Evening Poetry, September 20

Three Songs at the End of Summer

By Jane Kenyon

A second crop of hay lies cut   
and turned. Five gleaming crows   
search and peck between the rows.
They make a low, companionable squawk,   
and like midwives and undertakers   
possess a weird authority.

Crickets leap from the stubble,   
parting before me like the Red Sea.   
The garden sprawls and spoils.

Across the lake the campers have learned   
to water ski. They have, or they haven’t.   
Sounds of the instructor’s megaphone   
suffuse the hazy air. “Relax! Relax!”

Cloud shadows rush over drying hay,   
fences, dusty lane, and railroad ravine.   
The first yellowing fronds of goldenrod   
brighten the margins of the woods.

Schoolbooks, carpools, pleated skirts;   
water, silver-still, and a vee of geese.

*

The cicada’s dry monotony breaks   
over me. The days are bright   
and free, bright and free.

Then why did I cry today   
for an hour, with my whole   
body, the way babies cry?

*

A white, indifferent morning sky,   
and a crow, hectoring from its nest   
high in the hemlock, a nest as big   
as a laundry basket …
                                    In my childhood   
I stood under a dripping oak,
while autumnal fog eddied around my feet,   
waiting for the school bus
with a dread that took my breath away.

The damp dirt road gave off   
this same complex organic scent.

I had the new books—words, numbers,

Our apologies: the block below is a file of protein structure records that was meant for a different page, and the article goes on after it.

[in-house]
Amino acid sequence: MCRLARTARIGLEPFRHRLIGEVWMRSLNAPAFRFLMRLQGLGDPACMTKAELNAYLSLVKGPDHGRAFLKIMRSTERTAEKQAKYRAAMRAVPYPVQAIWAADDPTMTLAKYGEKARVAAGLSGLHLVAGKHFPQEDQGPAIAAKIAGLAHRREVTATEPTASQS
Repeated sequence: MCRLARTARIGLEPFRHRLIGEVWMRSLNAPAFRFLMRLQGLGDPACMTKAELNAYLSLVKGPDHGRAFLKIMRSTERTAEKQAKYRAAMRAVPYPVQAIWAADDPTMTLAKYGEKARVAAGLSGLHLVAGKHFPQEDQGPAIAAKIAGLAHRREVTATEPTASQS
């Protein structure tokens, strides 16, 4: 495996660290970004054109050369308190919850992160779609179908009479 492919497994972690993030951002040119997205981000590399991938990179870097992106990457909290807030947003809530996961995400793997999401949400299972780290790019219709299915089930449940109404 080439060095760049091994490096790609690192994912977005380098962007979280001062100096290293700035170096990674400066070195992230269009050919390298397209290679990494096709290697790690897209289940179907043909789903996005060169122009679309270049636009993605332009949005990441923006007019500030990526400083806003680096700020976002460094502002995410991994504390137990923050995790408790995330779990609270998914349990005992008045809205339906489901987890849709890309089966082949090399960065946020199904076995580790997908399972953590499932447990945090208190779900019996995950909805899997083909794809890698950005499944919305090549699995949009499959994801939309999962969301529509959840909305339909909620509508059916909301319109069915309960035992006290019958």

and operations with numbers I did not   
comprehend—and crayons, unspoiled   
by use, in a blue canvas satchel
with red leather straps.

Spruce, inadequate, and alien   
I stood at the side of the road.   
It was the only life I had.

You can find this in Collected Poems.

Evening Poetry, September 19

September Midnight

By Sara Teasdale

Lyric night of the lingering Indian Summer, 
Shadowy fields that are scentless but full of singing, 
Never a bird, but the passionless chant of insects, 
Ceaseless, insistent.  

The grasshopper’s horn, and far-off, high in the maples, 
The wheel of a locust leisurely grinding the silence 
Under a moon waning and worn, broken, 
Tired with summer.  

Let me remember you, voices of little insects, 
Weeds in the moonlight, fields that are tangled with asters, 
Let me remember, soon will the winter be on us, 
Snow-hushed and heavy.  

Over my soul murmur your mute benediction, 
While I gaze, O fields that rest after harvest, 
As those who part look long in the eyes they lean to, 
Lest they forget them.

You can find this poem in The Collected Poems of Sara Teasdale.

Evening Poetry, September 18

My kids enjoyed Ogden Nash’s silly poetry when they were small. Here are two for the kids in your life or the kid in you.

The Lama

by Ogden Nash

The one-l lama,

He’s a priest.

The two-l llama,

He’s a beast.

And I will bet

A silk pajama

There isn’t any

Three-l lllama.

The Fly

The Lord in His wisdom made the fly

And then forgot to tell us why.

You can find these poems in Favorite Poems Old and New.